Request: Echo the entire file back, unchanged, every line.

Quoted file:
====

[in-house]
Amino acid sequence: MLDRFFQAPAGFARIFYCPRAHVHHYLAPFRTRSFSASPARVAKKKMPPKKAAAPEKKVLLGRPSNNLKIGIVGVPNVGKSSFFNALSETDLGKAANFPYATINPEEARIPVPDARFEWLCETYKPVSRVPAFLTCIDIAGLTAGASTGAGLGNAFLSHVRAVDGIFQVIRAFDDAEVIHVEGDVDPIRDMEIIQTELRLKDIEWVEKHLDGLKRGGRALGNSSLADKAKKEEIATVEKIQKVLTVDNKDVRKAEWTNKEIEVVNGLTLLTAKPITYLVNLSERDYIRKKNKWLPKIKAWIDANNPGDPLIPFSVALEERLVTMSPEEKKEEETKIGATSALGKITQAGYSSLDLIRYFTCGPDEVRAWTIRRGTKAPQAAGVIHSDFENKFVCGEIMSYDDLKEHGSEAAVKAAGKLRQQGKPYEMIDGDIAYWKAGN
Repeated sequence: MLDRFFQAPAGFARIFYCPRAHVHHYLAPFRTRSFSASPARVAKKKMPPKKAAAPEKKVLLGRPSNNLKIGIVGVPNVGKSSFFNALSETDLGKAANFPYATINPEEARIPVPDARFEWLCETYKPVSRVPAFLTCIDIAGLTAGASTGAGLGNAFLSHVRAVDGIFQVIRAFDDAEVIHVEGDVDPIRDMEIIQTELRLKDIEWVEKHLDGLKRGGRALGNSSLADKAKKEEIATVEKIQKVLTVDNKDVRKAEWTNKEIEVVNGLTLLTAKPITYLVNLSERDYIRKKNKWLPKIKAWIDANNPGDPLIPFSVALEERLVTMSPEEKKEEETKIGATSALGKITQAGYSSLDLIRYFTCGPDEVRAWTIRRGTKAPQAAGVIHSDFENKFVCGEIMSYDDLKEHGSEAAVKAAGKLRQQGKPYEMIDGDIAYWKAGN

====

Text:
[in-house]
Amino acid sequence: MLDRFFQAPAGFARIFYCPRAHVHHYLAPFRTRSFSASPARVAKKKMPPKKAAAPEKKVLLGRPSNNLKIGIVGVPNVGKSSFFNALSETDLGKAANFPYATINPEEARIPVPDARFEWLCETYKPVSRVPAFLTCIDIAGLTAGASTGAGLGNAFLSHVRAVDGIFQVIRAFDDAEVIHVEGDVDPIRDMEIIQTELRLKDIEWVEKHLDGLKRGGRALGNSSLADKAKKEEIATVEKIQKVLTVDNKDVRKAEWTNKEIEVVNGLTLLTAKPITYLVNLSERDYIRKKNKWLPKIKAWIDANNPGDPLIPFSVALEERLVTMSPEEKKEEETKIGATSALGKITQAGYSSLDLIRYFTCGPDEVRAWTIRRGTKAPQAAGVIHSDFENKFVCGEIMSYDDLKEHGSEAAVKAAGKLRQQGKPYEMIDGDIAYWKAGN
Repeated sequence: MLDRFFQAPAGFARIFYCPRAHVHHYLAPFRTRSFSASPARVAKKKMPPKKAAAPEKKVLLGRPSNNLKIGIVGVPNVGKSSFFNALSETDLGKAANFPYATINPEEARIPVPDARFEWLCETYKPVSRVPAFLTCIDIAGLTAGASTGAGLGNAFLSHVRAVDGIFQVIRAFDDAEVIHVEGDVDPIRDMEIIQTELRLKDIEWVEKHLDGLKRGGRALGNSSLADKAKKEEIATVEKIQKVLTVDNKDVRKAEWTNKEIEVVNGLTLLTAKPITYLVNLSERDYIRKKNKWLPKIKAWIDANNPGDPLIPFSVALEERLVTMSPEEKKEEETKIGATSALGKITQAGYSSLDLIRYFTCGPDEVRAWTIRRGTKAPQAAGVIHSDFENKFVCGEIMSYDDLKEHGSEAAVKAAGKLRQQGKPYEMIDGDIAYWKAGN